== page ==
Gil Mildar
As the song says, a Latin American with no money in his pocket.

Jerusalem Day: The Circus of Sovereignty

Itamar Ben-Gvir, the modern-day jester of Jerusalem, with his theatrical arrogance and inflammatory rhetoric, stands before the Damascus Gate like a false emperor, proclaiming with the intensity of a cheap salesman that Jerusalem, the Damascus Gate, and the Temple Mount belong to the Jews. As if his words, spewed with the fury of a clumsy puppeteer, could rewrite history or erase centuries of multicultural coexistence.

Ben-Gvir, a character straight out of a poorly written tragicomedy, believes that by repeating “it’s ours” with the insistence of a parrot, he can turn desire into reality. His declaration is an empty spectacle, a pathetic attempt to assert a dominion that exists only in his fevered mind. Saying that “Jews entered the Old City and moved freely” is a half-truth, a distorted narrative to feed his inflated ego and petty political ambitions.

This is the man who, with a condescending smile and a look of superiority, ignores the complexities and pains of a city sacred to many. His vision of Jerusalem is as limited as his understanding of coexistence and respect. He speaks of freedom for one group while sowing the seeds of oppression for another, a cowardly act disguised as bravery.

Ben-Gvir, with his inflammatory speech, is not a leader; he is an arsonist, throwing fuel on the flames of an already volatile situation. His “we” is a division, a wall erected against the possibility of peace. His “we” is a barrier of ignorance and intolerance, a denial of others’ right to exist and cohabit.

His comments on Jerusalem Day are not declarations of strength but of weakness. A true leader seeks unity, understanding, and reconciliation. Ben-Gvir, however, is content to sow hatred and division, inflame tensions, and perpetuate conflict.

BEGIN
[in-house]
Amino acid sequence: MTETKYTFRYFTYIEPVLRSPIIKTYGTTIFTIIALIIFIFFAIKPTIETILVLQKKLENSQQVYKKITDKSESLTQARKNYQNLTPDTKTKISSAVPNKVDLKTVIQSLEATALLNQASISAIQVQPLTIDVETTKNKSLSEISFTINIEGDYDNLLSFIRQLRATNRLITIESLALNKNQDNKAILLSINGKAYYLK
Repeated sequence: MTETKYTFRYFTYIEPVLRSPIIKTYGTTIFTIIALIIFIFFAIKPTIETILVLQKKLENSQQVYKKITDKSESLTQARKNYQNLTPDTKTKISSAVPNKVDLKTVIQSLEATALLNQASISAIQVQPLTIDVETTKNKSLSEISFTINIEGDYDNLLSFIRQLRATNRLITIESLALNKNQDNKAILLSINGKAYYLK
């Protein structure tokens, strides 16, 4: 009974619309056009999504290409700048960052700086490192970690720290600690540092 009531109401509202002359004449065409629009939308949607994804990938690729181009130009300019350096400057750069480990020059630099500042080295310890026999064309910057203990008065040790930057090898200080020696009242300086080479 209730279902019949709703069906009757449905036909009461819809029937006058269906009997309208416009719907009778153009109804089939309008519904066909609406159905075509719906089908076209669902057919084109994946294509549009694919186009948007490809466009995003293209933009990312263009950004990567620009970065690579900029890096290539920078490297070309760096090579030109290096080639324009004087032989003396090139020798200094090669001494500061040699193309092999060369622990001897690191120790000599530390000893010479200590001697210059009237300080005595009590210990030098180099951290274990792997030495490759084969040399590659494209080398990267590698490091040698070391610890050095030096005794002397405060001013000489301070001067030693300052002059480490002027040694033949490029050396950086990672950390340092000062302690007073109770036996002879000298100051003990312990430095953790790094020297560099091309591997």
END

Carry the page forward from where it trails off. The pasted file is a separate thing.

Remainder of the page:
He sees himself as a defender of Jerusalem, but in reality, he is one of the most significant obstacles to peace. His words are not of ownership but of wrongful possession. His vision is not of leadership but of tyranny. And in the end, his belligerent stance and fiery speeches do nothing but push us all closer to an abyss from which it won’t be easy to return.

 n his “we,” I do not want to be. I refuse to be part of a narrow and oppressive vision that ignores the rich tapestry of cultures and histories that make Jerusalem unique. The true Jerusalem – the city of all, rich in its diversity and history – continues to wait for leaders who understand that real strength comes from unity, not division. That true peace is achieved through mutual respect and not blatant arrogance. And that Jerusalem, in all its complexity and beauty, deserves much more than the empty bravado of a demagogue.

About the Author
As a Brazilian, Jewish, and humanist writer, I embody a rich cultural blend that influences my worldview and actions. Six years ago, I made the significant decision to move to Israel, a journey that not only connects me to my ancestral roots but also positions me as an active participant in an ongoing dialogue between the past, present, and future. My Latin American heritage and life in Israel have instilled a deep commitment to diversity, inclusion, and justice. Through my writing, I delve into themes of authoritarianism, memory, and resistance, aiming not just to reflect on history but to actively contribute to the shaping of a more just and equitable future. My work is an invitation for reflection and action, aspiring to advance human dignity above all.
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